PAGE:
That potential was lost when the Immingham Transport and General Workers Union dockers broke the blacking and their own National Dock Labour Scheme by allowing scab minerals to be moved by non-dockers onto non-union scab lorries and into the steelworks. That led to a fleet of iron-clad coal lorries under mass police protection snaking through the coalfields twice a day.
That was what caused Arthur to direct all pickets to Orgreave. He did not have the authority to do that, by the way, but the pickets followed this instruction and – supported by the left, who thought Orgreave was Lourdes – they encouraged all pickets to ignore our appeal to picket the scab coalfields. That is how Orgreave happened – and it opened up a second front against our crucial picketing operation in Notts and the Midlands, and the even more crucial fight at the power stations. I will be exploring these subjects at length in my own book,4 but we will get no help in that direction from this one, because frankly the authors do not know what happened.
They cover Bill Sirs’ decision to accept scab fuel and break the miners strike later, after the Orgreave chapter, as if Orgreave had nothing to do with steel and Sirs. This chronology thus makes nonsense of the actual events, even though the facts are actually in the book (p109). They demonstrate that the breaking of the agreements with the NUM to provide ‘tick-over’ fuel to the plants was a calculated move – providing steelworkers with scab fuel was a deliberate strategy to open up a second front against the strike with the complicity of Sirs, the ISTC, BSC and the government.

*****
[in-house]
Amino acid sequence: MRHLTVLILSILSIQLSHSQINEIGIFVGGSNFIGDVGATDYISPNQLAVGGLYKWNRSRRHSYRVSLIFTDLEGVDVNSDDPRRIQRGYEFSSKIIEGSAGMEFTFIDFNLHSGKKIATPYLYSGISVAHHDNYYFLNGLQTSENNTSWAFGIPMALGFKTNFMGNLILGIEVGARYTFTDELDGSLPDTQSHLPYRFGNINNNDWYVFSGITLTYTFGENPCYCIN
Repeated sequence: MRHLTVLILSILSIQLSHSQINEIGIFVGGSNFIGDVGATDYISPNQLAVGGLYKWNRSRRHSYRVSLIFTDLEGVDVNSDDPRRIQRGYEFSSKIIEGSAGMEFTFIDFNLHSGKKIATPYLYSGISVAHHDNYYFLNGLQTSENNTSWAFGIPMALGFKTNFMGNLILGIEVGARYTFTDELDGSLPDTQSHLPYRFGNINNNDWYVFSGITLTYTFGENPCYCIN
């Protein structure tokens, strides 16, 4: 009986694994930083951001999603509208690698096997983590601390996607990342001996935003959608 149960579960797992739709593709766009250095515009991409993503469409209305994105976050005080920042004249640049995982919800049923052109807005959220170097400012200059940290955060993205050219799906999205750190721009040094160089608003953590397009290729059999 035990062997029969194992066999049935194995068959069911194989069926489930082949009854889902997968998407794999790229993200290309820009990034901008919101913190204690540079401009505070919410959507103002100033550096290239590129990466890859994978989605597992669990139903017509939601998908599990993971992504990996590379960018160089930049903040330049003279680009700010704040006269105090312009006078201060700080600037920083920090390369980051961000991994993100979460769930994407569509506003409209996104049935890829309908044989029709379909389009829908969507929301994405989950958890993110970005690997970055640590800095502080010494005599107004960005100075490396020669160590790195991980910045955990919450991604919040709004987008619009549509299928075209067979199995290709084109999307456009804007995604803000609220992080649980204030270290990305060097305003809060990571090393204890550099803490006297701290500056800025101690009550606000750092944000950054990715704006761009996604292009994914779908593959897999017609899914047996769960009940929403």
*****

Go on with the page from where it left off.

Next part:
Three months into the strike and by chapter 5, the authors conclude there is already no way for the miners to win … then the rest of the book contradicts this conclusion. For example, in July the ORC government-commissioned opinion poll found that eight out of ten miners were “certain” they would not go back to work within the next few weeks and that the NCB would lose (p106). On July 18, in talks brokered by left Labour MP Stan Orme, between MacGregor and Scargill at the Rubens Hotel, the two sides came within a wisp – actually a word – of agreement.
The problem for all of us was Thatcher, who, dictating behind the scenes, turned hot and cold during negotiations and was torn between her need for a settlement and her desire to crush the miners. MacGregor, left to his own devices, actually conceded much of the NUM’s case, until he was suddenly grabbed from behind by direct representatives of the cabinet. The talks had progressed to the stage where the only sticking point was around the term “beneficially developed”: ie, that all coal reserves which could be beneficially developed would be mined. Scargill and the union obviously saw this as meaning ‘economically’ in terms of the NCB’s profit and loss yardstick. In other words, uneconomic pits would close – the point of the strike.